BY GODFREY NTAGUNGIRA
To consolidate the country’s security, the government of Rwanda began to define Rwanda’s future. By 2020 Rwanda aspires to be a peaceful, politically stable, dynamic, diversified, integrated and competitive middle-income economy.
The roles of the ministry of internal security are to ensure that Rwanda honors both local and its regional agreements with strong commitment to promote democracy and human rights internally.
Rwanda is a safe country in a turbulent neighborhood that must constantly weigh its need for internal and external security.
The mission for the Ministry of Internal affairs is to guarantee security for all persons and their property throughout the country for every body’s benefit without any discrimination.
In the framework of EDPRS Rwanda is strengthening the Rule of Law to promote good governance through.
- Effectiveness of the rule of law with regulatory quality or ability of government to formulate and implement sound policies and regulations.
- Confidence of population that regulations will be adhered to by all.
- Legal and judicial framework for the control of corruption in public and private sector.
- Government’s effectiveness in service delivery attained through government’s credibility and commitment to provide better service.
- Level of access, policy formulation, implementation and quality of public services in Justice, Reconciliation, Law and Order.
Rwanda National Police (RNP)
The current National Police was created by the law n°09/2000 of 16/06/2000 which structured the general organization and competence of the National Police published in the official Gazette, special edition of the 29/06/2000.
The Rwanda National police was created with a mission to deliver high quality services, accountability and transparency while safeguarding the rule of law to provide safe and crime free environment for all.
Reports from the Justice Ministry indicates that the Rwanda National Police (RNP) has earned the widespread respect of the Rwandan community, with over 85% questioned expressing a great deal or quite a lot of confidence in the services rendered by the force. However according to international norms the force is still small, with a police to population ratio of about 1:1,600.
In line with EDPRS and Vision 2020 the government of Rwanda is looking forward to have competent and professional police and prison officers who largely respect human rights in line with international conventions.
The Criminal Investigation Department (CID)
The department is responsible for investigations into serious crimes. There is a Gender Desk within the CID, which focuses principally on domestic violence and child abuse.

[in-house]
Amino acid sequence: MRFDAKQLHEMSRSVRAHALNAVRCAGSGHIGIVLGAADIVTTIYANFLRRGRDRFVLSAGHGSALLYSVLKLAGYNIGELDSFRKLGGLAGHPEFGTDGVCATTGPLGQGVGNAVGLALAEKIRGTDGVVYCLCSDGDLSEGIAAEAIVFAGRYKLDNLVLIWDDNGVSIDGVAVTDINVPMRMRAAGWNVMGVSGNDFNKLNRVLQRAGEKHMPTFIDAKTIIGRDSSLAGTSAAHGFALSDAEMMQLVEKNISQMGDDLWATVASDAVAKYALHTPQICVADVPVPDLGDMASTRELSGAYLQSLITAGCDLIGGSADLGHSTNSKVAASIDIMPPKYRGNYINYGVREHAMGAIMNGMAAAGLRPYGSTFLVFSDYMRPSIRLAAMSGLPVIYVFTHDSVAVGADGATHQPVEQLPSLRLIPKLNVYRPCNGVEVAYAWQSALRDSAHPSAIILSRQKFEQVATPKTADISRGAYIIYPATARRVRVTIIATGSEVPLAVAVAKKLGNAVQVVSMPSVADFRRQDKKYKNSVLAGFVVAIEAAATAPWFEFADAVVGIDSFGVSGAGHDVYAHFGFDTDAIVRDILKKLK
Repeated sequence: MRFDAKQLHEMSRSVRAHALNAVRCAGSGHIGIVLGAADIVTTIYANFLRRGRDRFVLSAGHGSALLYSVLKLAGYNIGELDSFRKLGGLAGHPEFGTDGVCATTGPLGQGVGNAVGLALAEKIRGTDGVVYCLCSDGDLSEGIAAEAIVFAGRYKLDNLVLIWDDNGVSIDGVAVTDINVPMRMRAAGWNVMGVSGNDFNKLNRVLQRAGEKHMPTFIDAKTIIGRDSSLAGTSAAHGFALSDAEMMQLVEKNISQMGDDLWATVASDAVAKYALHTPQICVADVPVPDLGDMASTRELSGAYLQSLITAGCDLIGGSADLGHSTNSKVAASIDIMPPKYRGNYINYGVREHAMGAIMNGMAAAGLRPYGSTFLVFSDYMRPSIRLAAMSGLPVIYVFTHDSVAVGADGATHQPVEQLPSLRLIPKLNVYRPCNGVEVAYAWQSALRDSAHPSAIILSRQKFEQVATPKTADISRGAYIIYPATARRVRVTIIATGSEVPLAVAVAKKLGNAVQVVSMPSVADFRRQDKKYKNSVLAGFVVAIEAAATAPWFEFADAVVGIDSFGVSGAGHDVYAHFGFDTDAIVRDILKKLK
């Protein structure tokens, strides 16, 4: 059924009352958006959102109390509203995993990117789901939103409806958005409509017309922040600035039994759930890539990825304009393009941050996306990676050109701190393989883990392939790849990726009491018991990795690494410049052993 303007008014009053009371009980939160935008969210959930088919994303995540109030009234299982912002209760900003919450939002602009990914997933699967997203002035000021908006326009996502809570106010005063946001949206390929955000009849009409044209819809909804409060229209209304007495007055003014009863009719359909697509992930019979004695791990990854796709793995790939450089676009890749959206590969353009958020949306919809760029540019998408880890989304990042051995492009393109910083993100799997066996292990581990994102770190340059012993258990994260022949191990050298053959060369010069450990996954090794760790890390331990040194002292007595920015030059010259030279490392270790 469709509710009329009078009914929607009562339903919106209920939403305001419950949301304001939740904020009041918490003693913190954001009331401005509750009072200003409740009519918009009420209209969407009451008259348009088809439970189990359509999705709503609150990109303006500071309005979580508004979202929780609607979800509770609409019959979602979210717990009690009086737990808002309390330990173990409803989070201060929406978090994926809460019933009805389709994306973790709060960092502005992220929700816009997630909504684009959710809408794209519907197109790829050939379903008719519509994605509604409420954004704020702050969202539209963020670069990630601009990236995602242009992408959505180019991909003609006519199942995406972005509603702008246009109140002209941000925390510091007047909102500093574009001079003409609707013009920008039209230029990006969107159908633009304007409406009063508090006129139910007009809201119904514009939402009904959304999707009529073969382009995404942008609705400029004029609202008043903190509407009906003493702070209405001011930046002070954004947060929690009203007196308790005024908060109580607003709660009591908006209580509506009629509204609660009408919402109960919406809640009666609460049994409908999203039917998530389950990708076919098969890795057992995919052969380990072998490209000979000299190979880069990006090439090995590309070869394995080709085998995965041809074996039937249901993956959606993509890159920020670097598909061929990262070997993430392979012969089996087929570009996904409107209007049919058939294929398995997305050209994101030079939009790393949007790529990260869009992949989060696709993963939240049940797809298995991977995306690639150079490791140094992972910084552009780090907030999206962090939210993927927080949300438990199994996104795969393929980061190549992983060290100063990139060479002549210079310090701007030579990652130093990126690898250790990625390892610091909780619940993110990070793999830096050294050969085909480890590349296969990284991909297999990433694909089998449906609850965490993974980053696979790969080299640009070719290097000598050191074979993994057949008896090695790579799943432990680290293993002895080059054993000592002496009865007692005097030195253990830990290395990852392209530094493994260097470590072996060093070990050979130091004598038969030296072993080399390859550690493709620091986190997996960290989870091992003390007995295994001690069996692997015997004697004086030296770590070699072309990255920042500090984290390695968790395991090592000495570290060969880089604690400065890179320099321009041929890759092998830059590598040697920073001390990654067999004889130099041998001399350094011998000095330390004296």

The bulk of criminal investigations are carried out by judicial police officers in the RNP.
Serious expansion of the police force would significantly improve community outreach and protection programs while enhancing the CID’s investigative resources and capacity.
General professionalism and training is also required, as are more specialized capacity trainings in areas such as complex criminal investigations, sexual violence, personnel management and Police accountability.
The CID is also focused on being proficient in criminal investigative training including complex crimes, child abuse, gender and domestic violence.
Accountability is central to a well functioning judicial system and public faith in such a system. Rwanda National Police enjoys very high ratings when it comes to what one call corruption perception index.
Incidences of say bribe taking is quite low among the force something that makes it to stand out from the rest within the continent of Africa where corruption is endemic.
Thus the force in Rwanda is, generally, respected by the population for its discipline and high levels of accountability to the community within which it serves.
Gender diversity is a key element to an effective police body. It shows a government commitment to serve an entire population, increases public confidence in the system, and allows for an all-inclusive response to gender-based crimes, particularly in Rwanda where rape was a form of genocide.
While Rwanda has strong gender diversity in other government sectors, women make up only 10% of the police force. This is due in part to unfavorable responses from women to recruitment drives. There is also a gender desk in the CID.